Development Workflow Best Practices – Big Media & Enterprise Meetup Boston

Rob Martinez from NorthPoint Digital presented “Development Workflow: Best Practices and Tools in WordPress” at the recent Big Media & Enterprise Meetup in Boston.

View the presentation slides below: 

The Boston Big Media & Enterprise Meetup was held on June 11, 2014. Check out the other presentations from the event.

See the presentations from previous Big Media & Enterprise WordPress Meetups. For Big Media & Enterprise WordPress Meetup groups in other cities, see the full list on VIP Events and join your local group. 

Want more information about WordPress services for media or enterprise sites? Get in touch.

WordPress and NESN.com – Big Media & Enterprise Meetup Boston

Michael Hall from the New England Sports Network (NESN.com) presented “How WordPress.com VIP helps NESN be a part of the ‘Digital Day’ for fans of New England sports” at the recent Big Media & Enterprise Meetup in Boston.

View the presentation slides below:

 

The Boston Big Media & Enterprise Meetup was held on June 11, 2014. Check out the other presentations from the event.

See the presentations from previous Big Media & Enterprise WordPress Meetups. For Big Media & Enterprise WordPress Meetup groups in other cities, see the full list on VIP Events and join your local group. 

Want more information about WordPress services for media or enterprise sites? Get in touch.

Managing Hierarchical Content – Big Media & Enterprise Meetup Boston

Niall Kavanagh, Boston University, presented “Managing Hierarchical Content on Large Page-Count Sites” at the recent Big Media & Enterprise Meetup in Boston.

View the presentation slides here:

 

The Boston Big Media & Enterprise Meetup was held on June 11, 2014. Check out the other presentations from the event.

See the presentations from previous Big Media & Enterprise WordPress Meetups. For Big Media & Enterprise WordPress Meetup groups in other cities, see the full list on VIP Events and join your local group. 

Want more information about WordPress services for media or enterprise sites? Get in touch.

Harvard Business Review and WordPress – Big Media & Enterprise Meetup Boston

Kevin Newman, Harvard Business Publishing, presented “Adapting WordPress’ role within a larger content strategy” at the recent Big Media & Enterprise Meetup in Boston.

View the presentation slides here:

 

The Boston Big Media & Enterprise Meetup was held on June 11, 2014. Check out the other presentations from the event.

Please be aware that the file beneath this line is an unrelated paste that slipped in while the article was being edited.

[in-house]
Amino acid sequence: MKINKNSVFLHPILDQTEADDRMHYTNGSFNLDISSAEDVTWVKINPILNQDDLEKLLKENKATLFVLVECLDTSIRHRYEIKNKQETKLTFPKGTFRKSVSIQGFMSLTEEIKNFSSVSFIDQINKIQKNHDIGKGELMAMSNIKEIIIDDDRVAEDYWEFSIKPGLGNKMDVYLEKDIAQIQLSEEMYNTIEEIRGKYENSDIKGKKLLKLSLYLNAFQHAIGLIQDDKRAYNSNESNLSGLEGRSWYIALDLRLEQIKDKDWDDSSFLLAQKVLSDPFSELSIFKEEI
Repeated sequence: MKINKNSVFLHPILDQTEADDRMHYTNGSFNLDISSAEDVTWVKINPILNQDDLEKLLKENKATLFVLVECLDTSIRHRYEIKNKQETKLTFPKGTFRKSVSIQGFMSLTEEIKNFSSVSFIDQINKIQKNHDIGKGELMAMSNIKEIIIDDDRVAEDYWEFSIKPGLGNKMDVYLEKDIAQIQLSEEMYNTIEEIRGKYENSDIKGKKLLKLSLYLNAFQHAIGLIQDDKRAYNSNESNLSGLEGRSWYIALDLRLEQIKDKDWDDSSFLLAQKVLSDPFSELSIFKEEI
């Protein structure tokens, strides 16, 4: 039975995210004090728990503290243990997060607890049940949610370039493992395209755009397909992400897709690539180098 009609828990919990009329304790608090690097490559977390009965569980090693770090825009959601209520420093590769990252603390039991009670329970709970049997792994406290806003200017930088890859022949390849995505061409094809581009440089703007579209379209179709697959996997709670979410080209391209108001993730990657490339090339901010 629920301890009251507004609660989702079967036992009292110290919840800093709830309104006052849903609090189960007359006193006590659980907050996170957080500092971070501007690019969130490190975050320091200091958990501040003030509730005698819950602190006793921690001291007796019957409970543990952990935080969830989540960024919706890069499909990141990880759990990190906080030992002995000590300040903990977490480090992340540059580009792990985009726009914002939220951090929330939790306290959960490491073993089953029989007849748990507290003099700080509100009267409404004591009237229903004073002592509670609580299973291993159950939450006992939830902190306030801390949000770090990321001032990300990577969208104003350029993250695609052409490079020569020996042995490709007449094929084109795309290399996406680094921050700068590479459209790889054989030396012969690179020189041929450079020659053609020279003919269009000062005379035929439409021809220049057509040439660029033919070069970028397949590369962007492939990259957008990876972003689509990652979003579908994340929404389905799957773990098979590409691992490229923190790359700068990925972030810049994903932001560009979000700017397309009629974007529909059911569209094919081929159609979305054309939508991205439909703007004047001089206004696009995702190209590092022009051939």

See the presentations from previous Big Media & Enterprise WordPress Meetups. For Big Media & Enterprise WordPress Meetup groups in other cities, see the full list on VIP Events and join your local group. 

Want more information about WordPress services for media or enterprise sites? Get in touch.

Non-Blocking WordPress – Big Media & Enterprise Meetup San Francisco

Alex Khadiwala and Nico Vincent from TechCrunch recently presented on “Non-Blocking WordPress” at the recent Big Media & Enterprise Meetup in San Francisco, California. Download the slides here.

See the presentations from previous Big Media & Enterprise WordPress Meetups. For Big Media & Enterprise WordPress Meetup groups in other cities, see the full list on VIP Events and join your local group. 

Why Choose WordPress CMS to Build Websites: A Government Perspective

WordPress.com VIP Director of Platform Services, Peter Slutsky, presented to the DigitalGov University about using WordPress CMS to build government websites, along with Dan Munz, from the Consumer Finance Protection Bureau, last year.

DigitalGov is brought to you by the Office of Citizen Services and Innovative Technologies in the U.S. General Services Administration and their job is to help government agencies build a 21st century digital government.

“Can WordPress be a full-fledged CMS? Our experience is absolutely yes, it can.” — Dan Munz, Deputy Assistant Director for Consumer Engagement at Consumer Financial Protection Bureau.

In this presentation you’ll learn:

  • How to determine if WordPress is a good option for your agency
  • The important technical considerations
  • The biggest challenges and successes CFPB had with implementing WordPress
  • The resources you’ll need to implement it and keep it sustainable
  • How to get buy-in and make the business case to switch/choose WordPress
  • And a Q&A from the attendees

Below is the video of the presentation: 

If you’re looking for information about government sites using WordPress, check out our spotlight on Building Government Websites with WordPress CMS or get in touch directly with the WordPress.com VIP team.

The Importance of Escaping All The Things